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Is A Neighbor Trespassing on Your Yard?

REM #LAW607

Ask the Real Estate Lawyer: Real Estate Law Q&A

By Ilyce R. Glink and Samuel J. Tamkin

Summary: A neighboring apartment building is taking advantage of one owner's yard. Sam gives advice to this homeowner.

Q: I’ve lived in my current house for the past twenty seven years. Years ago, before there were local zoning laws and a setback requirement, an apartment building was built on the western property line.

My problem is that the only way the employees of the building can access the east side of their building is from my yard. Do they have a right to use my yard? Recently they caused some damage and I told them to stay out of my yard.
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A: You certainly have lived in your home for some time. But was your neighboring apartment building there for that entire period of time? In general neighbors and the general public have no right to use any of your property. In places where there are no restrictions on fences, you can place a fence along your property line to keep people from trespassing on your land.

If the neighbor in the past has asked your permission to use your land to access the east side of their property and you have granted them permission, you generally have the right to deny that permission in the future.

On the other hand, if the neighbor has repeatedly and continuously used your property for the last twenty seven years, the neighbor might now have an implied right to continue to use your property in order to keep up the east wall of their building.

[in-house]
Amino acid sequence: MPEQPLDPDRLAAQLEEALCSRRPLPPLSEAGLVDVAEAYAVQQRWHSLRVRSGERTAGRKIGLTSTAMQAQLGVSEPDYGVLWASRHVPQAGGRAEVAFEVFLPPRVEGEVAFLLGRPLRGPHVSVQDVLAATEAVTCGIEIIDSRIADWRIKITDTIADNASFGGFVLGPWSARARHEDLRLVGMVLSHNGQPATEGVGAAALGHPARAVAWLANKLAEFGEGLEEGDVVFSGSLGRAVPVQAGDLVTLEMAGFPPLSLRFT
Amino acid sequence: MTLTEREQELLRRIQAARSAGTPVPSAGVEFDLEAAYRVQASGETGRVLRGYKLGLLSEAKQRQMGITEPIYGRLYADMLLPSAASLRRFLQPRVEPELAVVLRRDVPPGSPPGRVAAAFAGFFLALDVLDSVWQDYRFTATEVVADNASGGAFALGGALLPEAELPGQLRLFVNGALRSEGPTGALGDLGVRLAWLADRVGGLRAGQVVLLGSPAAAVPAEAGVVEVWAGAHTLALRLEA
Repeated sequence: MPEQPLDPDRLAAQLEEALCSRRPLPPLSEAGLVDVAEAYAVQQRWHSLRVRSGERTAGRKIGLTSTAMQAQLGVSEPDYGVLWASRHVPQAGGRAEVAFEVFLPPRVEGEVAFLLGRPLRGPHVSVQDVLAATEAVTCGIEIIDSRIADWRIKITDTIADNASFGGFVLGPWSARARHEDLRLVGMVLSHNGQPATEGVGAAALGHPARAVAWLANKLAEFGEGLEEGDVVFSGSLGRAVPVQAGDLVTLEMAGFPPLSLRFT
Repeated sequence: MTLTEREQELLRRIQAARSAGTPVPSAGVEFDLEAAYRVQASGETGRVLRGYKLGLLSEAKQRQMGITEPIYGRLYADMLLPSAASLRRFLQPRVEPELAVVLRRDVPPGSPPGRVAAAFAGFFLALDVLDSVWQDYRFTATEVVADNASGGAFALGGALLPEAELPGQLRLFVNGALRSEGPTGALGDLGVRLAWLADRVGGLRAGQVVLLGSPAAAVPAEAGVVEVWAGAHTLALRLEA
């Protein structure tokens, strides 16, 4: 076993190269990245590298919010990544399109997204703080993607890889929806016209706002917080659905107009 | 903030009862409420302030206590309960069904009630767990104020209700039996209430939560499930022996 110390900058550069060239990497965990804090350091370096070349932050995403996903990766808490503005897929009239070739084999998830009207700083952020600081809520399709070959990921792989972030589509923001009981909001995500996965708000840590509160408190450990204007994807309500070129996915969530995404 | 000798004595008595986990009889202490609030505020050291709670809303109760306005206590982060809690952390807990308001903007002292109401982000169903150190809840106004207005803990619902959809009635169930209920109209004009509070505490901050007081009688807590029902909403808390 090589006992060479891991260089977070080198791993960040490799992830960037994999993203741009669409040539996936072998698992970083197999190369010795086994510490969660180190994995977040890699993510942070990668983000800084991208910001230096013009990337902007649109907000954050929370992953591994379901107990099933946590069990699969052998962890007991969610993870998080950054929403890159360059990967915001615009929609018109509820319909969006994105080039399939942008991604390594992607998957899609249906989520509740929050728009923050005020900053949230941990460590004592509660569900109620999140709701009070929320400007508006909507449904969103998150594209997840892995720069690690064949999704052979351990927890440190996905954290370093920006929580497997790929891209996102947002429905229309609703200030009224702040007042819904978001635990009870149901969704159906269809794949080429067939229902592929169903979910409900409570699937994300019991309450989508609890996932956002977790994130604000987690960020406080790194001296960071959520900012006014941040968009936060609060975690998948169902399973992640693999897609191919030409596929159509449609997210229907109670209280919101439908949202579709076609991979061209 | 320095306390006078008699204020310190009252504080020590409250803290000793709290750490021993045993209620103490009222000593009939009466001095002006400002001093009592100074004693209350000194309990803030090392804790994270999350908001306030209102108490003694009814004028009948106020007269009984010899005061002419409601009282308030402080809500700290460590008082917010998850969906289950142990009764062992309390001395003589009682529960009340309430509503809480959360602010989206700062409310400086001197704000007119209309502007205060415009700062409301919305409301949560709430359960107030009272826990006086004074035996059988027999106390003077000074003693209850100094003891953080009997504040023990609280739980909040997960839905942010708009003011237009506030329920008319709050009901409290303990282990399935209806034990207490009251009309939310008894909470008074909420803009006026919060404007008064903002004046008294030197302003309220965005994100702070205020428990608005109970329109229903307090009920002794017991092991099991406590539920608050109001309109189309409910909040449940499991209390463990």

While your neighbor would not have obtained any ownership rights to your property, they might have created an easement to use your property.

To determine if your neighbor’s employees have the right to use your land, find out whether there were any easements recorded at the time the apartment building was built.

Next, you need to determine if the neighboring building used your property with your permission. You might have granted permission without even realizing it. For example, permission could be as simple as asking you if they can place a ladder on your property to do some work on their building.

Finally, check with the local recorder of deeds to find out if there are any recorded documents for your area that might give your neighbor permission to use your property. If the building has not been there that long or you have given them permission to use your property, and there are no recorded documents that permit the neighbor to use your land, you should be able to tell your neighbor to cease any future use of your property.

On the other hand, there’s no reason you should foot the bill for any damage the neighbor causes to your property. Whether or not they have an easement to use your land, they should pay to repair to your landscaping.

Please consult with a real estate attorney for more details.

Samuel J. Tamkin is a Chicago-based real estate attorney. Ilyce R. Glink’s latest book is The REAL U Guide to Bank Accounts and Credit Cards. This column is distributed by Real Estate Matters Syndicate. This column may not be resold, reprinted, resyndicated or redistributed without written permission from the publisher. If you have questions for Sam and Ilyce, write: Real Estate Matters Syndicate, PO Box 366, Glencoe, IL 60022 or contact them through Ilyce’s website www.thinkglink.com.

 

 

 

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